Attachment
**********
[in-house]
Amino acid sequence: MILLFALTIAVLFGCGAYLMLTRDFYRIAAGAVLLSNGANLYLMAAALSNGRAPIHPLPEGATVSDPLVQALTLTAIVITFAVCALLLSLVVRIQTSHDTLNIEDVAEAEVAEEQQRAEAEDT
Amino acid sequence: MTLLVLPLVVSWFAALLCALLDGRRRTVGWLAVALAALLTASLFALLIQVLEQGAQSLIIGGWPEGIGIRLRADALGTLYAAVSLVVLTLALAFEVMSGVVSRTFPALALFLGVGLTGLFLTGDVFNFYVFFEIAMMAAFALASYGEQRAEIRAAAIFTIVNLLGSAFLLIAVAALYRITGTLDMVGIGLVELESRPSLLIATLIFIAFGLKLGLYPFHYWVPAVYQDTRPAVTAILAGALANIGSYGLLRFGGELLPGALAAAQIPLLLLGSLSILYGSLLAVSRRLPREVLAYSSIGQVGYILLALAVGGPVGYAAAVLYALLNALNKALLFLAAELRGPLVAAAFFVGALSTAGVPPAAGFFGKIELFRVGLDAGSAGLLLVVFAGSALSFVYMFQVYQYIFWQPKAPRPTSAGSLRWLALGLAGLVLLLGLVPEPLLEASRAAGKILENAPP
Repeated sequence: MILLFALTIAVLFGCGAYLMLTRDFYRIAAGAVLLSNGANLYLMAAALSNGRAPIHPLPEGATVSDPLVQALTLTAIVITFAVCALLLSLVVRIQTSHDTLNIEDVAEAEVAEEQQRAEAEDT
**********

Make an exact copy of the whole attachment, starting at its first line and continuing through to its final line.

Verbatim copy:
[in-house]
Amino acid sequence: MILLFALTIAVLFGCGAYLMLTRDFYRIAAGAVLLSNGANLYLMAAALSNGRAPIHPLPEGATVSDPLVQALTLTAIVITFAVCALLLSLVVRIQTSHDTLNIEDVAEAEVAEEQQRAEAEDT
Amino acid sequence: MTLLVLPLVVSWFAALLCALLDGRRRTVGWLAVALAALLTASLFALLIQVLEQGAQSLIIGGWPEGIGIRLRADALGTLYAAVSLVVLTLALAFEVMSGVVSRTFPALALFLGVGLTGLFLTGDVFNFYVFFEIAMMAAFALASYGEQRAEIRAAAIFTIVNLLGSAFLLIAVAALYRITGTLDMVGIGLVELESRPSLLIATLIFIAFGLKLGLYPFHYWVPAVYQDTRPAVTAILAGALANIGSYGLLRFGGELLPGALAAAQIPLLLLGSLSILYGSLLAVSRRLPREVLAYSSIGQVGYILLALAVGGPVGYAAAVLYALLNALNKALLFLAAELRGPLVAAAFFVGALSTAGVPPAAGFFGKIELFRVGLDAGSAGLLLVVFAGSALSFVYMFQVYQYIFWQPKAPRPTSAGSLRWLALGLAGLVLLLGLVPEPLLEASRAAGKILENAPP
Repeated sequence: MILLFALTIAVLFGCGAYLMLTRDFYRIAAGAVLLSNGANLYLMAAALSNGRAPIHPLPEGATVSDPLVQALTLTAIVITFAVCALLLSLVVRIQTSHDTLNIEDVAEAEVAEEQQRAEAEDT